Bottom Line: An enhanced recovery program for patients after colorectal surgery appears to be feasible in a community hospital setting after having been shown to be successful in international and academic medical centers.
Author: Cristina B. Geltzeiler, M.D., of Oregon Health and Science University, Portland, and colleagues.
Background: The fundamental aspects of enhanced recovery after surgery (ERAS) programs are guidelines that focus on patient education, optimal fluid management, minimal incision length, decreased use of tubes and drains, opioid-sparing analgesia, and early mobilization and eating after surgery. Most of the literature on ERAS programs is from international or specialized academic centers. The feasibility of such a program in a community hospital setting is largely unknown.
How the Study Was Conducted: The authors examined an ERAS program at a community hospital in Oregon. They examined practice patterns and patient outcomes for all elective colon and rectal resection cases done in 2009 (prior to ERAS implementation), 2011 and 2012. A total of 244 patients met the criteria to be included and the number of elective colorectal resections in 2009, 2011 and 2012 were 68, 96 and 80, respectively.
Results: From 2009 to 2012, the use of laparoscopy increased from 57.4 percent to 88.8 percent, length of stay decreased (6.7 days vs. 3.7 days) without an increase in the 30-day readmission rate (17.6 percent vs. 12.5 percent), use of patient-controlled narcotic analgesia and duration of use decreased (63.2 percent of patients vs. 15 percent and 67.8 hours vs. 47.1 hours), ileus (defined as reinsertion of nasogastric tube) rate decreased (13.2 percent to 2.5 percent) and intra-abdominal infection decreased from 7.4 percent to 2.5 percent. Reductions in the length of hospital stays resulted in estimated costs savings of $3,202 per patient in 2011 and $4,803 per patient in 2012.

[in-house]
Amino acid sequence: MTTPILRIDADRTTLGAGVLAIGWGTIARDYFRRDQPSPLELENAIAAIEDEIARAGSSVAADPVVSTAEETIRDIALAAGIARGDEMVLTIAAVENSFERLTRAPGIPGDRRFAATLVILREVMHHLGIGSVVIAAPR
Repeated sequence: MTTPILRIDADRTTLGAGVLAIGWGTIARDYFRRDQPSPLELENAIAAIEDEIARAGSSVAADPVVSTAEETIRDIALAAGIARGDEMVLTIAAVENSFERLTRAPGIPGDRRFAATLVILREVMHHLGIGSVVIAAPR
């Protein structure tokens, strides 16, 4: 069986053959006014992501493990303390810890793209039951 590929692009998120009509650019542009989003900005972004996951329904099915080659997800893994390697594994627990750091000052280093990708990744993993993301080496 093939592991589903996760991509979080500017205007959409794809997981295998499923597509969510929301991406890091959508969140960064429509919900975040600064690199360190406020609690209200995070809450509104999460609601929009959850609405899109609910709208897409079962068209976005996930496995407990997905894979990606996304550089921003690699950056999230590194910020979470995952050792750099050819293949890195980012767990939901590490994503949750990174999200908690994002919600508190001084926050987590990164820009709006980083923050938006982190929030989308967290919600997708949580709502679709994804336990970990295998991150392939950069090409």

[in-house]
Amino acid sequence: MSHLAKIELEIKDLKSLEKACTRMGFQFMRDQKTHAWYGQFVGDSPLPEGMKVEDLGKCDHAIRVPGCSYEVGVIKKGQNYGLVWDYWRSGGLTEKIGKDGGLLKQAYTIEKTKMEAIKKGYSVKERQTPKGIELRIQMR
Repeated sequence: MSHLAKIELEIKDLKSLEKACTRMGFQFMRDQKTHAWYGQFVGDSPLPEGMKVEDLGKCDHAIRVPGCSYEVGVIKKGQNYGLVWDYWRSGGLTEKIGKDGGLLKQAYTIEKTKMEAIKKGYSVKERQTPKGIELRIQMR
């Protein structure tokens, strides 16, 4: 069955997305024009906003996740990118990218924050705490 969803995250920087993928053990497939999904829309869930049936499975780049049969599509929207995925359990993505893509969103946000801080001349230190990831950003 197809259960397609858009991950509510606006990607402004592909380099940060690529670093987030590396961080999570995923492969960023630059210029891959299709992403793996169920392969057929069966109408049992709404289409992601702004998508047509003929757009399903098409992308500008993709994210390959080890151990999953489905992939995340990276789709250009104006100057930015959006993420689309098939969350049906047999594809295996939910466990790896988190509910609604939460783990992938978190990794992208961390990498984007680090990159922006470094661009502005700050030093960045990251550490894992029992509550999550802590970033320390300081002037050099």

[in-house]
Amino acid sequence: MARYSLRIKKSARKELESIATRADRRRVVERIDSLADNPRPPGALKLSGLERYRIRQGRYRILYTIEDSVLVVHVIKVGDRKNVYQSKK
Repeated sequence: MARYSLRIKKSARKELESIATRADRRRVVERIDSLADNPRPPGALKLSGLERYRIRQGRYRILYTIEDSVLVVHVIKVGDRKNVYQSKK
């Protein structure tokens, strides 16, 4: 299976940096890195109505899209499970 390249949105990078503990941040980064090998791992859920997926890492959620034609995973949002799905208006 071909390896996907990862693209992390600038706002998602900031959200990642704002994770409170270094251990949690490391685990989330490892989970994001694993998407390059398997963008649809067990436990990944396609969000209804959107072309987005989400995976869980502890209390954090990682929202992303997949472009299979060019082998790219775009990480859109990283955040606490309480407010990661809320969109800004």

Discussion: "We have demonstrated with this study that a colorectal ERAS program can be effectively applied to and integrated within a community hospital setting."
(JAMA Surgery. Published online July 23, 2014. doi:10.1001/jamasurg.2014.675. Available pre-embargo to the media at http://media.
Editor's Note: Please see the article for additional information, including other authors, author contributions and affiliations, financial disclosures, funding and support, etc.
Media Advisory: To contact author Cristina B. Geltzeiler, M.D., call Elisa Williams at 503-494-4530 or email firstname.lastname@example.org.